The Alcázar (page 1 of 2 pages)

primarily Gothic with Renaissance alterations





Originally a fortress, the Alcázar has also been a royal palace, the site of Philip II's wedding to his fourth wife, Anne of Austria, and more recently a military academy. In the upper part of the city, the oldest foundations have been identified as Roman. Documents indicate that a fortress existed on this site by the early 12th century known as the Alcázar, an Arabic word for a royal residence. The palace was enlarged in the 13th and 14th centuries and again during the reign of King John II (1405-1454) when towers were added and the East Tower and moat were enlarged. Under Philip II (1558-1598) major alterations were made; slate roofs and spires on towers were added. From 1764-1862 the Royal Artillery College was housed here. A fire in 1862 destroyed most of the structure, which was rebuilt about two decades later in a more romantic style than the original building.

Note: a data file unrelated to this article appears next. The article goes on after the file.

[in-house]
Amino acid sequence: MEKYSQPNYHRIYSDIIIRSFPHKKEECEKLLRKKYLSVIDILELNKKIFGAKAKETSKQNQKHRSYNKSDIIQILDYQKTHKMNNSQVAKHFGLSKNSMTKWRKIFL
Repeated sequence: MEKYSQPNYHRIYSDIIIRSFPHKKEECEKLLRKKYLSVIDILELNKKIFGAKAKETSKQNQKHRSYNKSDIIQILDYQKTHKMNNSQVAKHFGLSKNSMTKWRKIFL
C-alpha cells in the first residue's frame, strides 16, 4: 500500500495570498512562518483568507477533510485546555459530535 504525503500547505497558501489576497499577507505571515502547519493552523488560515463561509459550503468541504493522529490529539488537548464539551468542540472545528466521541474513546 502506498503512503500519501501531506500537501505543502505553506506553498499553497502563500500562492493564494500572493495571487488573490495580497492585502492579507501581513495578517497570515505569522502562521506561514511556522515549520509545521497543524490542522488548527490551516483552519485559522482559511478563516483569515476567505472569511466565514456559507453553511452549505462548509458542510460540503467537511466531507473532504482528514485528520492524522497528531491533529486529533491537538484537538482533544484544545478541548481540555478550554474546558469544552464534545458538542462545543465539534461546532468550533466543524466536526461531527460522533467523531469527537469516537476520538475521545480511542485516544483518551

The west end of the palace/fortress with the Keep and the round tower which served as a Treasury

 

Distant view (taken two years later, winter, 2005)

 

Views from the west (left), northwest (center) and south (right)

 
During John II's reign the East Tower was enlarged; now called the Tower of John II, it is twice as high as the original (which came to the line of balls across the center, halfway up) and twice as wide. The double horseshoe window, which dates from the 13th century, was once in the center of the tower. Bars on the windows reveal this tower's history as a state prison.

The East Tower or Tower of John II

The tower is decorated with sgraffito, relief geometric designs.
 
 

The moat

The defensive moat goes back to the middle ages although the arcade spanning it dates from the 16th century. At 26 meters down, it was crossed by a drawbridge at the front of the palace. (See above--this entrance has a cartouche above the portal.)


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© 2001 Mary Ann Sullivan. I have photographed (on site), scanned, and manipulated all the images on these pages. Please feel free to use them for personal or educational purposes. (I would appreciate being told if you find them useful.) They are not available for commercial purposes without my explicit permission.

Page maintained by Mary Ann Sullivan, sullivanm@bluffton.edu